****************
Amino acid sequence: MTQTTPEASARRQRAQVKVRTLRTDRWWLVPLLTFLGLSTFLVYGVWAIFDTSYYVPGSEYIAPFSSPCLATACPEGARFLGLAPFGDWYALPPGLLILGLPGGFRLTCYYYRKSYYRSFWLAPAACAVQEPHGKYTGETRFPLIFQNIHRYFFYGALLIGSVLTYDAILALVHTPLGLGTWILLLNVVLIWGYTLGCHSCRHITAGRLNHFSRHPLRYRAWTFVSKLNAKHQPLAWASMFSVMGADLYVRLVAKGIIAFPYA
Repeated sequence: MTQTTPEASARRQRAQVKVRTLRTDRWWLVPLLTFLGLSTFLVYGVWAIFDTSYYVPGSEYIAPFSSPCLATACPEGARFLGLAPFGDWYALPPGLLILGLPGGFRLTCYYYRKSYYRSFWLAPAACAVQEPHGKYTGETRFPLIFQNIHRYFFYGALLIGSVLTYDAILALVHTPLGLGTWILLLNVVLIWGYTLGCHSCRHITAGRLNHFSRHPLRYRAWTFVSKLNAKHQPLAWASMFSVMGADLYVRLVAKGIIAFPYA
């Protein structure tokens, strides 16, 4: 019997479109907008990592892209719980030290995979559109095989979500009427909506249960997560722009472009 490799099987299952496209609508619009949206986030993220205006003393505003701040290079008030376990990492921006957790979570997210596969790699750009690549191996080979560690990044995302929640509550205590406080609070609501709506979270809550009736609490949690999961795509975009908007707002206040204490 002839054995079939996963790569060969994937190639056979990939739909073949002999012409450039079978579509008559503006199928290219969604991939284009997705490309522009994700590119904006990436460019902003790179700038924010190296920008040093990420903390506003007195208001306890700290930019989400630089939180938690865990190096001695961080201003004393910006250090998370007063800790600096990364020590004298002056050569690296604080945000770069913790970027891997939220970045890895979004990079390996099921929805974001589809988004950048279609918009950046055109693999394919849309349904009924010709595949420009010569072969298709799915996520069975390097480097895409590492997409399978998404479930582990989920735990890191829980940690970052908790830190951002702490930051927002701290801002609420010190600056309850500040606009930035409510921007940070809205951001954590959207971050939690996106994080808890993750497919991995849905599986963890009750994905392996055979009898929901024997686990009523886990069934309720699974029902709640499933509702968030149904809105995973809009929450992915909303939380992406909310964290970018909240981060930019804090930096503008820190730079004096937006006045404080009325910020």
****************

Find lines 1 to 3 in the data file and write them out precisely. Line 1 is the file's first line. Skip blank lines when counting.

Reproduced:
Amino acid sequence: MTQTTPEASARRQRAQVKVRTLRTDRWWLVPLLTFLGLSTFLVYGVWAIFDTSYYVPGSEYIAPFSSPCLATACPEGARFLGLAPFGDWYALPPGLLILGLPGGFRLTCYYYRKSYYRSFWLAPAACAVQEPHGKYTGETRFPLIFQNIHRYFFYGALLIGSVLTYDAILALVHTPLGLGTWILLLNVVLIWGYTLGCHSCRHITAGRLNHFSRHPLRYRAWTFVSKLNAKHQPLAWASMFSVMGADLYVRLVAKGIIAFPYA
Repeated sequence: MTQTTPEASARRQRAQVKVRTLRTDRWWLVPLLTFLGLSTFLVYGVWAIFDTSYYVPGSEYIAPFSSPCLATACPEGARFLGLAPFGDWYALPPGLLILGLPGGFRLTCYYYRKSYYRSFWLAPAACAVQEPHGKYTGETRFPLIFQNIHRYFFYGALLIGSVLTYDAILALVHTPLGLGTWILLLNVVLIWGYTLGCHSCRHITAGRLNHFSRHPLRYRAWTFVSKLNAKHQPLAWASMFSVMGADLYVRLVAKGIIAFPYA
């Protein structure tokens, strides 16, 4: 019997479109907008990592892209719980030290995979559109095989979500009427909506249960997560722009472009 490799099987299952496209609508619009949206986030993220205006003393505003701040290079008030376990990492921006957790979570997210596969790699750009690549191996080979560690990044995302929640509550205590406080609070609501709506979270809550009736609490949690999961795509975009908007707002206040204490 002839054995079939996963790569060969994937190639056979990939739909073949002999012409450039079978579509008559503006199928290219969604991939284009997705490309522009994700590119904006990436460019902003790179700038924010190296920008040093990420903390506003007195208001306890700290930019989400630089939180938690865990190096001695961080201003004393910006250090998370007063800790600096990364020590004298002056050569690296604080945000770069913790970027891997939220970045890895979004990079390996099921929805974001589809988004950048279609918009950046055109693999394919849309349904009924010709595949420009010569072969298709799915996520069975390097480097895409590492997409399978998404479930582990989920735990890191829980940690970052908790830190951002702490930051927002701290801002609420010190600056309850500040606009930035409510921007940070809205951001954590959207971050939690996106994080808890993750497919991995849905599986963890009750994905392996055979009898929901024997686990009523886990069934309720699974029902709640499933509702968030149904809105995973809009929450992915909303939380992406909310964290970018909240981060930019804090930096503008820190730079004096937006006045404080009325910020």